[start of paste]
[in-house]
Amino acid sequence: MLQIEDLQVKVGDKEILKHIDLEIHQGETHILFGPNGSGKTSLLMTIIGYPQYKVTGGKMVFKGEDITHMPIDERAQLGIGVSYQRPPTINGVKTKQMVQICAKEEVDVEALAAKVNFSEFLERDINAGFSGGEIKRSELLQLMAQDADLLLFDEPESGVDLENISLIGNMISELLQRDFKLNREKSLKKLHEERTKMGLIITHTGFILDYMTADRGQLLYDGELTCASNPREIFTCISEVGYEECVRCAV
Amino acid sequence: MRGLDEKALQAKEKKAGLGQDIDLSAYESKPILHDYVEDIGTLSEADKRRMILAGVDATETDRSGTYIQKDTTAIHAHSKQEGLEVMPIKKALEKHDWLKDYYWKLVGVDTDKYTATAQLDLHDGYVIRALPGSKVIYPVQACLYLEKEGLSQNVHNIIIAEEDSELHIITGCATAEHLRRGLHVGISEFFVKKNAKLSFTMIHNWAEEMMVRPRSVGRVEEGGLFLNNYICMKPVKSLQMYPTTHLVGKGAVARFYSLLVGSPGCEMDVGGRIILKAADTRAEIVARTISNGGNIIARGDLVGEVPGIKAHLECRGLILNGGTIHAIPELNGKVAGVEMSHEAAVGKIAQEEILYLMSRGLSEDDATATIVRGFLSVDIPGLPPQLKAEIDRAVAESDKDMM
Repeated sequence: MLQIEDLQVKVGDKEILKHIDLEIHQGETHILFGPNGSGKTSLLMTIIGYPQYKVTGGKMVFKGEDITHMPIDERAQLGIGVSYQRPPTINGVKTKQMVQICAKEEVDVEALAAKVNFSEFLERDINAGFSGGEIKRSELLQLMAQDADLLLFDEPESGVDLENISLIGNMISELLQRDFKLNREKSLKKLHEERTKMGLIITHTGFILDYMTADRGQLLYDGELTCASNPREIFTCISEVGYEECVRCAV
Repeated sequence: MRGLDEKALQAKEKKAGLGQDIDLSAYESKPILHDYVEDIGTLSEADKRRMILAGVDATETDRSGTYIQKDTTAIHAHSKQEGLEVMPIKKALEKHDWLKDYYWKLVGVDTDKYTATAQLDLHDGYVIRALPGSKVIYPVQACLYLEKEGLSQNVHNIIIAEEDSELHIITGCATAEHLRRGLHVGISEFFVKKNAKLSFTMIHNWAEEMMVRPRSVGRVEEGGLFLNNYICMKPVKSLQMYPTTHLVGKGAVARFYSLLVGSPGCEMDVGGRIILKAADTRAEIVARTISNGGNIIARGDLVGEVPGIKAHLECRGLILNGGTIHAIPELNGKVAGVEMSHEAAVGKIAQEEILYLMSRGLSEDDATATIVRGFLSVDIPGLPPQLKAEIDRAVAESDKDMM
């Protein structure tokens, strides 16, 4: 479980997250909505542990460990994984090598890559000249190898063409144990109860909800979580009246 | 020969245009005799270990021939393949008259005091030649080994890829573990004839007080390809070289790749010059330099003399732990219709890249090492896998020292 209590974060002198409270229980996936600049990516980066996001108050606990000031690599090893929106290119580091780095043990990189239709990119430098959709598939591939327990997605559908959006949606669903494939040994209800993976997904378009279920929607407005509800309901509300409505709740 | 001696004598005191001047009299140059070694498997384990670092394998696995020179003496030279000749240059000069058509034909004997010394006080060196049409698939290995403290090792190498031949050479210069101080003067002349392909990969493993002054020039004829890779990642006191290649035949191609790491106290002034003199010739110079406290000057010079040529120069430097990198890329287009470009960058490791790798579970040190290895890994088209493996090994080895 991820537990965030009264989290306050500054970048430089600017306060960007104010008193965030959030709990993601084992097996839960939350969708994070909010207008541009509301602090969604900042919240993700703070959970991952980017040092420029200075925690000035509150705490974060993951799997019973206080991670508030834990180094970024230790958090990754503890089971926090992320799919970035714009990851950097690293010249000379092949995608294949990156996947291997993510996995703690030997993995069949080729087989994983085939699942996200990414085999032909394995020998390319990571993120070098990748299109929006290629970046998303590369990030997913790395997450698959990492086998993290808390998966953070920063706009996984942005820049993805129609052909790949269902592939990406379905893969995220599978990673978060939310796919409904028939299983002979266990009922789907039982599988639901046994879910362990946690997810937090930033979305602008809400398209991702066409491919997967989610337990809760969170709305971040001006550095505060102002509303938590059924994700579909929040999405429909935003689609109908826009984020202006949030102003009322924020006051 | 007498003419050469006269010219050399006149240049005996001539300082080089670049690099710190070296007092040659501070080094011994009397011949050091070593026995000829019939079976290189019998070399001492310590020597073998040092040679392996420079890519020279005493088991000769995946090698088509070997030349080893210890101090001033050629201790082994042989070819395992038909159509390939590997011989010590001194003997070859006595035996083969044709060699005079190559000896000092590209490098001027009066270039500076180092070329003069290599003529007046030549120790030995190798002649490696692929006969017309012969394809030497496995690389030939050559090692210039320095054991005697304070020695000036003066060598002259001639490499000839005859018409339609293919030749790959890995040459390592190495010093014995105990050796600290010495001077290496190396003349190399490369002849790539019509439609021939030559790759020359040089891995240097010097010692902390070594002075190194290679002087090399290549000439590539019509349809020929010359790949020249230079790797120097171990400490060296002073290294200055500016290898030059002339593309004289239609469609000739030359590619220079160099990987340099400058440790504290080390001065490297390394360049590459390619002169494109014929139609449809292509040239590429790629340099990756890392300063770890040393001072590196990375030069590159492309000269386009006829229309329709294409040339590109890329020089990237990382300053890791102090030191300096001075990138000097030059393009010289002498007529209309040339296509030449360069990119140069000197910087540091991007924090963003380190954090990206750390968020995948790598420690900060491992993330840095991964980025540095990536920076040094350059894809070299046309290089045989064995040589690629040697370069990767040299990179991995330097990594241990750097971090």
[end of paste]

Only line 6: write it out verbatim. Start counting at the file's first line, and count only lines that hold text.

């Protein structure tokens, strides 16, 4: 479980997250909505542990460990994984090598890559000249190898063409144990109860909800979580009246 | 020969245009005799270990021939393949008259005091030649080994890829573990004839007080390809070289790749010059330099003399732990219709890249090492896998020292 209590974060002198409270229980996936600049990516980066996001108050606990000031690599090893929106290119580091780095043990990189239709990119430098959709598939591939327990997605559908959006949606669903494939040994209800993976997904378009279920929607407005509800309901509300409505709740 | 001696004598005191001047009299140059070694498997384990670092394998696995020179003496030279000749240059000069058509034909004997010394006080060196049409698939290995403290090792190498031949050479210069101080003067002349392909990969493993002054020039004829890779990642006191290649035949191609790491106290002034003199010739110079406290000057010079040529120069430097990198890329287009470009960058490791790798579970040190290895890994088209493996090994080895 991820537990965030009264989290306050500054970048430089600017306060960007104010008193965030959030709990993601084992097996839960939350969708994070909010207008541009509301602090969604900042919240993700703070959970991952980017040092420029200075925690000035509150705490974060993951799997019973206080991670508030834990180094970024230790958090990754503890089971926090992320799919970035714009990851950097690293010249000379092949995608294949990156996947291997993510996995703690030997993995069949080729087989994983085939699942996200990414085999032909394995020998390319990571993120070098990748299109929006290629970046998303590369990030997913790395997450698959990492086998993290808390998966953070920063706009996984942005820049993805129609052909790949269902592939990406379905893969995220599978990673978060939310796919409904028939299983002979266990009922789907039982599988639901046994879910362990946690997810937090930033979305602008809400398209991702066409491919997967989610337990809760969170709305971040001006550095505060102002509303938590059924994700579909929040999405429909935003689609109908826009984020202006949030102003009322924020006051 | 007498003419050469006269010219050399006149240049005996001539300082080089670049690099710190070296007092040659501070080094011994009397011949050091070593026995000829019939079976290189019998070399001492310590020597073998040092040679392996420079890519020279005493088991000769995946090698088509070997030349080893210890101090001033050629201790082994042989070819395992038909159509390939590997011989010590001194003997070859006595035996083969044709060699005079190559000896000092590209490098001027009066270039500076180092070329003069290599003529007046030549120790030995190798002649490696692929006969017309012969394809030497496995690389030939050559090692210039320095054991005697304070020695000036003066060598002259001639490499000839005859018409339609293919030749790959890995040459390592190495010093014995105990050796600290010495001077290496190396003349190399490369002849790539019509439609021939030559790759020359040089891995240097010097010692902390070594002075190194290679002087090399290549000439590539019509349809020929010359790949020249230079790797120097171990400490060296002073290294200055500016290898030059002339593309004289239609469609000739030359590619220079160099990987340099400058440790504290080390001065490297390394360049590459390619002169494109014929139609449809292509040239590429790629340099990756890392300063770890040393001072590196990375030069590159492309000269386009006829229309329709294409040339590109890329020089990237990382300053890791102090030191300096001075990138000097030059393009010289002498007529209309040339296509030449360069990119140069000197910087540091991007924090963003380190954090990206750390968020995948790598420690900060491992993330840095991964980025540095990536920076040094350059894809070299046309290089045989064995040589690629040697370069990767040299990179991995330097990594241990750097971090």